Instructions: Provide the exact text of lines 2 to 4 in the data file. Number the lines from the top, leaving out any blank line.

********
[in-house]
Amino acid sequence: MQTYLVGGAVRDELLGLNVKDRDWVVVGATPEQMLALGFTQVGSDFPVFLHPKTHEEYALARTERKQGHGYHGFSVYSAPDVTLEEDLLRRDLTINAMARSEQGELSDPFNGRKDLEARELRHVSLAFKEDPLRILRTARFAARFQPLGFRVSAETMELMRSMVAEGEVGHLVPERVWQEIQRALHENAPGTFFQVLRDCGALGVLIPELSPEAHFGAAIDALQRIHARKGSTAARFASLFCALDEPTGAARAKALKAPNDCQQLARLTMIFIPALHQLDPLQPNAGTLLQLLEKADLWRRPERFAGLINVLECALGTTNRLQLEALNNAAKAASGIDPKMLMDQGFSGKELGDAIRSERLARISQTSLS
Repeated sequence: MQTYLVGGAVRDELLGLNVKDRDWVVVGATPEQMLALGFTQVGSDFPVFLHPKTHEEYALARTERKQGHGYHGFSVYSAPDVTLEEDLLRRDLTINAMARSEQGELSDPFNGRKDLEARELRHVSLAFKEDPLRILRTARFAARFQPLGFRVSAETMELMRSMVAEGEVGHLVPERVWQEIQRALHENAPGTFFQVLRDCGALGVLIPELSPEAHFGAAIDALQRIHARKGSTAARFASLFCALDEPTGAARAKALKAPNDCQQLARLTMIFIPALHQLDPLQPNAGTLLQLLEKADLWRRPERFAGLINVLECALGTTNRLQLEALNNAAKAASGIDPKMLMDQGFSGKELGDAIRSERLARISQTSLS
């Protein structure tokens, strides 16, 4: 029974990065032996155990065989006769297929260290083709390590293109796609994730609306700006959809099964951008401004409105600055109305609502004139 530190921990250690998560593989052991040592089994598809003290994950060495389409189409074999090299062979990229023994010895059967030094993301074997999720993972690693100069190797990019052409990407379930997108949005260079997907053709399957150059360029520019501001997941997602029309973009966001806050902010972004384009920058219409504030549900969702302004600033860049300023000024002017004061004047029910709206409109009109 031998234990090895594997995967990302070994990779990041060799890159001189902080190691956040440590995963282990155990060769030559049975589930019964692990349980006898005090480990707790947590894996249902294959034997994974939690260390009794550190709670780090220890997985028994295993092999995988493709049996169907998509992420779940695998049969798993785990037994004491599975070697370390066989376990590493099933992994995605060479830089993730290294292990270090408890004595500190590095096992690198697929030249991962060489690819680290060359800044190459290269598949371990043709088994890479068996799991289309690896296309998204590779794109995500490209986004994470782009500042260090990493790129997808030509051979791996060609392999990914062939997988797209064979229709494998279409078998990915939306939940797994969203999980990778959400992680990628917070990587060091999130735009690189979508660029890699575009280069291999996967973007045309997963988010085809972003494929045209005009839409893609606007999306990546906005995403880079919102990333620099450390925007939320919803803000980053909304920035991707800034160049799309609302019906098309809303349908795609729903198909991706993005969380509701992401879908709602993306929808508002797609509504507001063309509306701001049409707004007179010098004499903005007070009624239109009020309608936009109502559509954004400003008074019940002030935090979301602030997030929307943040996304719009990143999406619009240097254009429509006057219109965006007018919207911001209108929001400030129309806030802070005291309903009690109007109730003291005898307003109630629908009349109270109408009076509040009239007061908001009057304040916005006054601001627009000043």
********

Amino acid sequence: MQTYLVGGAVRDELLGLNVKDRDWVVVGATPEQMLALGFTQVGSDFPVFLHPKTHEEYALARTERKQGHGYHGFSVYSAPDVTLEEDLLRRDLTINAMARSEQGELSDPFNGRKDLEARELRHVSLAFKEDPLRILRTARFAARFQPLGFRVSAETMELMRSMVAEGEVGHLVPERVWQEIQRALHENAPGTFFQVLRDCGALGVLIPELSPEAHFGAAIDALQRIHARKGSTAARFASLFCALDEPTGAARAKALKAPNDCQQLARLTMIFIPALHQLDPLQPNAGTLLQLLEKADLWRRPERFAGLINVLECALGTTNRLQLEALNNAAKAASGIDPKMLMDQGFSGKELGDAIRSERLARISQTSLS
Repeated sequence: MQTYLVGGAVRDELLGLNVKDRDWVVVGATPEQMLALGFTQVGSDFPVFLHPKTHEEYALARTERKQGHGYHGFSVYSAPDVTLEEDLLRRDLTINAMARSEQGELSDPFNGRKDLEARELRHVSLAFKEDPLRILRTARFAARFQPLGFRVSAETMELMRSMVAEGEVGHLVPERVWQEIQRALHENAPGTFFQVLRDCGALGVLIPELSPEAHFGAAIDALQRIHARKGSTAARFASLFCALDEPTGAARAKALKAPNDCQQLARLTMIFIPALHQLDPLQPNAGTLLQLLEKADLWRRPERFAGLINVLECALGTTNRLQLEALNNAAKAASGIDPKMLMDQGFSGKELGDAIRSERLARISQTSLS
């Protein structure tokens, strides 16, 4: 029974990065032996155990065989006769297929260290083709390590293109796609994730609306700006959809099964951008401004409105600055109305609502004139 530190921990250690998560593989052991040592089994598809003290994950060495389409189409074999090299062979990229023994010895059967030094993301074997999720993972690693100069190797990019052409990407379930997108949005260079997907053709399957150059360029520019501001997941997602029309973009966001806050902010972004384009920058219409504030549900969702302004600033860049300023000024002017004061004047029910709206409109009109 031998234990090895594997995967990302070994990779990041060799890159001189902080190691956040440590995963282990155990060769030559049975589930019964692990349980006898005090480990707790947590894996249902294959034997994974939690260390009794550190709670780090220890997985028994295993092999995988493709049996169907998509992420779940695998049969798993785990037994004491599975070697370390066989376990590493099933992994995605060479830089993730290294292990270090408890004595500190590095096992690198697929030249991962060489690819680290060359800044190459290269598949371990043709088994890479068996799991289309690896296309998204590779794109995500490209986004994470782009500042260090990493790129997808030509051979791996060609392999990914062939997988797209064979229709494998279409078998990915939306939940797994969203999980990778959400992680990628917070990587060091999130735009690189979508660029890699575009280069291999996967973007045309997963988010085809972003494929045209005009839409893609606007999306990546906005995403880079919102990333620099450390925007939320919803803000980053909304920035991707800034160049799309609302019906098309809303349908795609729903198909991706993005969380509701992401879908709602993306929808508002797609509504507001063309509306701001049409707004007179010098004499903005007070009624239109009020309608936009109502559509954004400003008074019940002030935090979301602030997030929307943040996304719009990143999406619009240097254009429509006057219109965006007018919207911001209108929001400030129309806030802070005291309903009690109007109730003291005898307003109630629908009349109270109408009076509040009239007061908001009057304040916005006054601001627009000043």